Evaluation of physicochemical changes in hard-boiled eggs stored at different temperatures

Gamaralalage Schithra Rukshan Eregama1, Shine Htet Aung2,4, Herath Mudiyanselage Jagath Chaminda Pitawala3, Mahabbat Ali2,5, Seong-Yun Lee2, Ji-Young Park2, Edirisinghe Dewage Nalaka Sandun Abeyrathne1,2, Ki-Chang Nam2,*
Author Information & Copyright
1Department of Animal Science, Uva Wellassa University, Badulla 90000, Sri Lanka
2Department of Animal Science and Technology, Sunchon National University, Suncheon 57922, Korea
3Department of Science and Technology, Uva Wellassa University, Badulla 90000, Sri Lanka
4Department of Zoology, Kyaukse University, Kyaukse 05151, Myanmar
5Department of Animal Production and Management, Sher-e-Bangla Agricultural University, Dhaka 1207, Bangladesh
*Corresponding Author: Ki-Chang Nam. E-mail:

© Copyright 2023 Korean Society for Food Science of Animal Resources. This is an Open-Access article distributed under the terms of the Creative Commons Attribution Non-Commercial License ( which permits unrestricted non-commercial use, distribution, and reproduction in any medium, provided the original work is properly cited.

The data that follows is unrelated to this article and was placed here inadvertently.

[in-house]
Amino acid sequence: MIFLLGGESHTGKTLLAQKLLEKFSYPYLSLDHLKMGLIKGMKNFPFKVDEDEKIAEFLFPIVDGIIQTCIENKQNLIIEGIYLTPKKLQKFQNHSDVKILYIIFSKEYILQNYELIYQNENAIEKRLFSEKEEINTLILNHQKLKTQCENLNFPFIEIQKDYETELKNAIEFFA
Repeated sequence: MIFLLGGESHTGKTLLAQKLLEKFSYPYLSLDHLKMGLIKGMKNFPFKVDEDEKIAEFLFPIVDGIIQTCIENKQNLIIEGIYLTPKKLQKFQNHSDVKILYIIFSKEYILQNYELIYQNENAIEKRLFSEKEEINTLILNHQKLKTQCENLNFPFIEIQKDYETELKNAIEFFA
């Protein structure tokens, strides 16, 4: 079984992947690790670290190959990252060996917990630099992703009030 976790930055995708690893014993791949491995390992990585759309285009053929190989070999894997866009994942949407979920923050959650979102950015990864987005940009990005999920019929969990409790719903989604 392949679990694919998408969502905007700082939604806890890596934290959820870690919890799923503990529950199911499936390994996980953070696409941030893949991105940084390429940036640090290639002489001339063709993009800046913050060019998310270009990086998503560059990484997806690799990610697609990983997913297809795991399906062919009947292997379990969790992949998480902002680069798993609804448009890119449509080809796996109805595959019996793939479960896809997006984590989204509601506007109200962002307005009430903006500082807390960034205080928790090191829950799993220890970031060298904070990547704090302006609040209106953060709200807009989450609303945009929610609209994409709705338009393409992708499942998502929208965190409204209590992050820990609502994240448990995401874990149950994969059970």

Received: Aug 04, 2023 ; Revised: Aug 30, 2023 ; Accepted: Sep 15, 2023

Published Online: Sep 21, 2023


Eggs that have been hard-boiled are frequently used as ready-to-eat food. Refrigerated and frozen storage of hard-boiled eggs causes issues, such as customer rejection owing to textural changes. The objective of this research is to ascertain how storage temperature affects hard-boiled eggs' alteration in texture over time. Medium-sized brown shell eggs were acquired from a local market, boiled at 100°C for 15 min, and then stored at room temperature (27°C), refrigeration (4°C), and freezing (-18°C) conditions for 0, 12, 24, and 48 h. Fourier transform infrared spectroscopy (FTIR), texture profile, visual observation using a gemological microscope, free amino acid content, and color were measured. Freezing had a substantial impact on the eggs' hardness, gumminess, chewiness, and cohesiveness (p < 0.05). The FTIR spectrums confirmed the textural changes in bonds of amide A (3271 cm-1), amide I (1626.2 cm-1), amide II (1539.0 cm-1), C=O stretch of COO- (1397 cm-1), asymmetric PO2- stretch (1240 cm-1). Gemological microscopic images confirmed structural changes in eggs stored at -18 °C. The free amino acid content was lower in fresh and frozen eggs than in the rest (p < 0.05). However, there was no discernible variation in the egg white's color when eggs were kept at 4°C (p > 0.05). Salmonella spp. was found exclusively in eggs kept at room temperature. In conclusion, hard-boiled eggs did not exhibit structural or chemical changes when stored at 4°C for up to 48 h compared to freezing and room temperature conditions.

Keywords: hard-boiled eggs; structural changes; egg white color; storage temperature